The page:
Marine products require optimal cold storage transport to maintain freshness and minimize damage. Slurry ice is suitable for this purpose due to its softness and immediate cooling capability. This paper describes the process from design to commercialization of a compact icemaker that continuously, stably, and rapidly produces slurry ice and can be placed on fishing vessels. This icemaker is expected to increase the competitiveness of both domestic and international cold chains by advancing both food safety and security.
Legislation and standardization are necessary and important for fuel quality control to ensure safety, security, and stability with regard to the commercialization and trading of new fuels. The author began R&D of dimethyl ether (DME) fuel utilization technology in 2001. This work involved basic research on fuel spray and combustion, applied research on the development of test vehicles, and field tests of these applications. In addition, work on standardizing DME fuel specifications commenced in 2007. In 2015, five ISO standards were published. In this paper, the standardization of DME fuel is presented, which includes a way to define limits on impurities, and the results of roundrobin-tests for deterioration by impurities from the users’ viewpoint.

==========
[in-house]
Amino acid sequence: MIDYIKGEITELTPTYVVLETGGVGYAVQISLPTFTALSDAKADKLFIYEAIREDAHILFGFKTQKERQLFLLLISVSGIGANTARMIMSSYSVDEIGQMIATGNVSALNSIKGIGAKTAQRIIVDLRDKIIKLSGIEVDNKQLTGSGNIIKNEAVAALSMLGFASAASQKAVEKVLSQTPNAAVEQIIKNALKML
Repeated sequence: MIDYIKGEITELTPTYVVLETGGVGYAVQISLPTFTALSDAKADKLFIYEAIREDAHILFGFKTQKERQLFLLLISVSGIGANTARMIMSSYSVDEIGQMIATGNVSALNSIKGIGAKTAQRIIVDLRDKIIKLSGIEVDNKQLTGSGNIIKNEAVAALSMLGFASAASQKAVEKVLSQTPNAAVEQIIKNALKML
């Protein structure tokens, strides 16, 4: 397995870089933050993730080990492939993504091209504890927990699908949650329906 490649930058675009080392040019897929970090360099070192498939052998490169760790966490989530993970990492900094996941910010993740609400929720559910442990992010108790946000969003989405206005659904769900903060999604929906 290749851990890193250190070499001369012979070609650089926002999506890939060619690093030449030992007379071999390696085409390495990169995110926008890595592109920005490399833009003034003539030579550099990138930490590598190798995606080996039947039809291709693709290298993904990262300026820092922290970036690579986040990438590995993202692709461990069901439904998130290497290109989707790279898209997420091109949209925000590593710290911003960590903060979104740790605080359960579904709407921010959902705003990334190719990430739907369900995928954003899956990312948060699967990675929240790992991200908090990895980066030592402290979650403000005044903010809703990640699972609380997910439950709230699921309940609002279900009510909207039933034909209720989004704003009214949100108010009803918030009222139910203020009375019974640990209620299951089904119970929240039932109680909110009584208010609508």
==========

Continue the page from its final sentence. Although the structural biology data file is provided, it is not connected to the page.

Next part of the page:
Magnetic tape storage systems are widely used for archive and data backup from their characteristic of low cost and large capacity. Research on magnetic tape targets higher recording densities to meet market needs for continuously increasing storage capacity like in other storage media. Progress on increasing the recording density of magnetic tapes using conventional magnetic metal particles has slowed in the years leading up to 2010. However, progress improved in 2011 with the introduction of tape media using barium-ferrite magnetic particles. In this paper, we describe the process of going from basic research on tape media using barium-ferrite to marketplace introduction.
Early and accurate diagnosis of malaria is needed to prevent the spread of this parasite. To this end, we developed a novel microarray chip system for the detection of malaria, and evaluated it in Africa. A chip with approximately 20,000 microchambers was developed to detect malaria parasites (hereafter called a cell chip). Leukocytes were removed by filtration columns from whole blood cells. An erythrocyte suspension containing fluorescent nuclear staining dye was dispersed onto the cell chip surface and washed, creating an erythrocyte monolayer in each microchamber that contains more than 2 million erythrocytes. Malaria parasite-infected erythrocytes are then detected using a fluorescence detector. Accurate and rapid detection of the parasites with high sensitivity was achieved by the developed system.